The Idaho Department of Lands owns the 1,147 acres on which Beckley bid $943,000 on Friday in Boise for a two-year lease. Lands Department spokeswoman Emily Callihan said the state has not received the money. Beckley has through Friday to wire the funds, which would benefit Idaho public schools.
If Beckley doesn't pay, the lease will be offered to the second-highest bidder, which was Adrenaline Nation and jumper Scott Smith for $942,000.
Beckley said he plans to finance the jump through television rights, sponsorships and ticket sales.
He said he is confident that he can ink a lucrative television deal. Not more than an hour after winning the auction, he said he had numerous phone messages from area codes in New York and Los Angeles and an offer "from a network with a 'C' on the end of it."
"We're smiling, let's put it that way," he said.
Beckley said he is pushing for a plush 13-week series deal, called perhaps "The Road to Snake River," to precede a two-hour live special for the jump. He plans to jump a rocket-powered motorcycle -- not a steam-powered rocket with wheels -- over the canyon at 230 mph and parachute to safety.
"We're going to film a stunt plane going to the edge and pulling up so I can get used to these 'Gs' and get used to looking at the wow factor of that canyon as I go from 40 to 50 feet high up to 400 feet high," he said.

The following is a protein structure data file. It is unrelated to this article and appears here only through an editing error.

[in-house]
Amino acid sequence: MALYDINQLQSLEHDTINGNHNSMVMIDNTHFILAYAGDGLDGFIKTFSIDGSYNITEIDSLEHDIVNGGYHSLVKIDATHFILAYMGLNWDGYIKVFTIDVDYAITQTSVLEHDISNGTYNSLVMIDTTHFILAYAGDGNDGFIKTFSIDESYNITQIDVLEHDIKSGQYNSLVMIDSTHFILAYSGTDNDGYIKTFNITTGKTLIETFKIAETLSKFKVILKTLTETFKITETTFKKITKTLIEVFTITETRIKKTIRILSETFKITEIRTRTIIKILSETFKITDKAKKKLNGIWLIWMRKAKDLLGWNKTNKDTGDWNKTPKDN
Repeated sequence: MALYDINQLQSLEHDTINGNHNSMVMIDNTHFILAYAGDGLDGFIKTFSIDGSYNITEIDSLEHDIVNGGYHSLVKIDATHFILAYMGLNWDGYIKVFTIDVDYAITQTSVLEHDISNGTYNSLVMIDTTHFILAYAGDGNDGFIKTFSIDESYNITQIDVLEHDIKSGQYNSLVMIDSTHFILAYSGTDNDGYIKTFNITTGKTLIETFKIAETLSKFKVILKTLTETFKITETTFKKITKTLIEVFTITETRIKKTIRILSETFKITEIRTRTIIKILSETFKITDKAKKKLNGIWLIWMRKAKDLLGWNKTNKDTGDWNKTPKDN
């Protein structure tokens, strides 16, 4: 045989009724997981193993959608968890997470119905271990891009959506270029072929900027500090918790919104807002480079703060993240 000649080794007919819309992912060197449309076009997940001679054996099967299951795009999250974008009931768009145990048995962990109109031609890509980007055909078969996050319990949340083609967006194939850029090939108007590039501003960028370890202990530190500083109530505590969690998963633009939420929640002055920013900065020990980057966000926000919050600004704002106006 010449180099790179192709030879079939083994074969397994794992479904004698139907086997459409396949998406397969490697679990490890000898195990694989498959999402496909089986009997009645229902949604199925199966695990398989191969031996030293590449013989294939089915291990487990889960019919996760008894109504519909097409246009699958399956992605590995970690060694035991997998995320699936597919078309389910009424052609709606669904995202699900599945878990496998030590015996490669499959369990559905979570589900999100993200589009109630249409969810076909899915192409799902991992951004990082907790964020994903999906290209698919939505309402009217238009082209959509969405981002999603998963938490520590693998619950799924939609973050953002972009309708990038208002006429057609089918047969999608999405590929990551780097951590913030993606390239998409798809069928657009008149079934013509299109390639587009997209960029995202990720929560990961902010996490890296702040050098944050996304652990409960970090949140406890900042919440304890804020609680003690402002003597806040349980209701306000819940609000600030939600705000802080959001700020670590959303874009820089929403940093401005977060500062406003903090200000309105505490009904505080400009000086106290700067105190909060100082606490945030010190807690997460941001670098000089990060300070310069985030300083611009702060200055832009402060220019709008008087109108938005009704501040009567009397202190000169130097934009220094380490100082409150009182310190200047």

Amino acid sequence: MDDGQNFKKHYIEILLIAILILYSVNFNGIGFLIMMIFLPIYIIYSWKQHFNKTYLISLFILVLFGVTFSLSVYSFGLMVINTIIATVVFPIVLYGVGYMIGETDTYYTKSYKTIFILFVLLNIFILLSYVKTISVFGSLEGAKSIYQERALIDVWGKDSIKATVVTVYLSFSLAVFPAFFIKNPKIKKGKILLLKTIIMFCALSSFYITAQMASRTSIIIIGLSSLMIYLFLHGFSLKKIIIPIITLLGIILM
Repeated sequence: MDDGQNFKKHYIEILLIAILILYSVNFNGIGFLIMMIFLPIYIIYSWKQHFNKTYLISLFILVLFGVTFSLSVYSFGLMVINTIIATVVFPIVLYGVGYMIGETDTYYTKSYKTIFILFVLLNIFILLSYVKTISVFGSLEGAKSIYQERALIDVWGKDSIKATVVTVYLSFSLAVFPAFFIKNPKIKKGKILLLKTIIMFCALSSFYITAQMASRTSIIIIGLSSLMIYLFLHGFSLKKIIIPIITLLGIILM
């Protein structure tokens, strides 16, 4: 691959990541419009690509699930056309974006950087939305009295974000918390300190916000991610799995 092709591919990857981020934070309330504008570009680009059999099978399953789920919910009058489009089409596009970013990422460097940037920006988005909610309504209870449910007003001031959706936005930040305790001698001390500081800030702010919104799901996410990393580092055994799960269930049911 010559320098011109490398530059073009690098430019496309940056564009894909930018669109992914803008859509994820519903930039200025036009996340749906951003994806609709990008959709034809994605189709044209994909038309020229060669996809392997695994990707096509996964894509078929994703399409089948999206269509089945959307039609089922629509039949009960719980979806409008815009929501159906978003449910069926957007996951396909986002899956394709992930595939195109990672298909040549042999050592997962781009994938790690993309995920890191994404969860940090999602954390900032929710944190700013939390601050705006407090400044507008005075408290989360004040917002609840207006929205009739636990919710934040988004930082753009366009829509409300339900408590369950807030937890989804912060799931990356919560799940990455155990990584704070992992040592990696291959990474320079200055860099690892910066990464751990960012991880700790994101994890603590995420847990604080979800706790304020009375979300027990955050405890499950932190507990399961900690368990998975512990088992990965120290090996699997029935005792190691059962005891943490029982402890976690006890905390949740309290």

Beckley has designed but not yet built his rocket-powered motorcycle. He is soliciting sponsorships for the engines. Once an engine is received, his team will build around it to achieve proper weight balance.
"We know that from the first bolt to the last bolt is 60 days, and we'll be ready to test," he said.
The daredevil has had a physical with various blood and stress tests.
"They couldn't believe that I came out of it like a 38-year-old man," said the 63-year-old daredevil.
He said he has lost about 100 pounds over the past year or so and has another 40 to go. At least 20 pounds is simple "water weight," he said.
"Now here comes the elliptical," he said.
Beckley said he also must raise, lengthen and pave most of the ramp. The pavement will allow him to jump in all weather conditions.
"We are going to have 30-some GoPros, 20-some big cameras, the moon truck that shoots it to the satellite and all over the world -- you are not going to be able to be rained out," he said. "It's not going to happen. We are going for it."
The daredevil and decades-long monster truck rally promoter said he also has fielded many questions about other events to coincide with a jump attempt. There have been "surface conversations" about concerts and other attractions to keep spectators in town longer.
"Right now our concerns are the networks' concern -- they don't care if we put on a concert or have a chicken-plucking contest," he said.
Beckley said he wasn't much concerned about anything other than navigating the city's process.
"What we are about is having a good, clean safe jump," he said. "... We have much to do just to do our thing."